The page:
Life, Liberty and Freedom
With the passing of the 4th of July, we commemorate the signing of the Declaration of Independence (from Britain). Our founding fathers wrote the famous phrase,
“We hold these truths to be self-evident, that all men are created equal, that they are endowed by their Creator with certain unalienable Rights, that among these are Life, Liberty and the pursuit of Happiness”
As the country continued to develop and clarify the laws and rights by which we were to live by the first ammendment was developed that part of liberty was the freedom was that
“Congress shall make no law respecting an establishment of religion, or prohibiting the free exercise thereof; or abridging the freedom of speech, or of the press; or the right of the people peaceably to assemble, and to petition the Government for a redress of grievances.”
It is thanks to these documents of the early development of our country that America is one of a kind and in many ways one of the most free contries in the world.
A friend once shared an encounter with a man from Iraq in 2004. He and his wife and daughters had come to America to pursue a better life. He had no job, no money and was living on the streets. In the face of all of his plights, he said that he was still joyful and greatful to be in America. That America was still better than Iraq. Because in America, he had his freedom. This man had lived under such persecution, that being free and homeless was still better than living in bondage with a home.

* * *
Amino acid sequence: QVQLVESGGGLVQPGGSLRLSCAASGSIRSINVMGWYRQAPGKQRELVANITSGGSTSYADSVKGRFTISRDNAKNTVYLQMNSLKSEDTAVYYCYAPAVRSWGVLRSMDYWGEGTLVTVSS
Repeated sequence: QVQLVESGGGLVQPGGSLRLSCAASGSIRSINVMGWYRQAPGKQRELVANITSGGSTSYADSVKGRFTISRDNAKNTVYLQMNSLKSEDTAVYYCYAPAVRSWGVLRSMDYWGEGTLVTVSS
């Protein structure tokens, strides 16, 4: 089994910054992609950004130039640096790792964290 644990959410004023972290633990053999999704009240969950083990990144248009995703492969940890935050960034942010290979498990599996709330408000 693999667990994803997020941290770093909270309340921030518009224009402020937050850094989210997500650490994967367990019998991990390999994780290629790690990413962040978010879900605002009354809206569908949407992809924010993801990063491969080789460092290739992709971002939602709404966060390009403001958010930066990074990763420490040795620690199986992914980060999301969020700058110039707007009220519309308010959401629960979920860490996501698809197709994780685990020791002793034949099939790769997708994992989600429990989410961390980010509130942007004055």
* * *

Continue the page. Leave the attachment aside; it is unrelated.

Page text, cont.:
With great freedom, however, there seems to be a great amount of pride, self-entitlement and superiority. We find it easy to look down upon other cultures and religion if we believe they do not have the same freedom we have. It becomes easy to believe that our way of life is the only way of truly living. It becomes easy to be defiant against anything that imposes on what we personally believe to be freedom.
Amongst these things, religion is hit the hardest.
I would also argue that unfortunately, most persecuted and most silently damaged of these religions is the Christian faith. We are persecuted in our practices and beliefs, and then our persecutions are made silent by the mask of humor and ridicule.
How is the church is persecuted in our American society in the name of freedom? Our country promised us a life where our freedom of religion is able to be expressed. In today’s society, instead of a respect for practices, we see that in the event of conflict the party who claims truth must be silenced in the name of “tolerance” In so doing, we lose the very concept of truth. In so doing, truth becomes relative. If truth is relative, it cannot be a real truth.
Where are these truths questioned? Truth is questioned in our relationships, our marriages, and family development. These truths are part of defining who we are, how we relate to others, and what we believe is part of salvation. These truths have been attacked more and more ardently as time progresses and we as Christians have let ourselves become more and more bound by the serpent of secularism.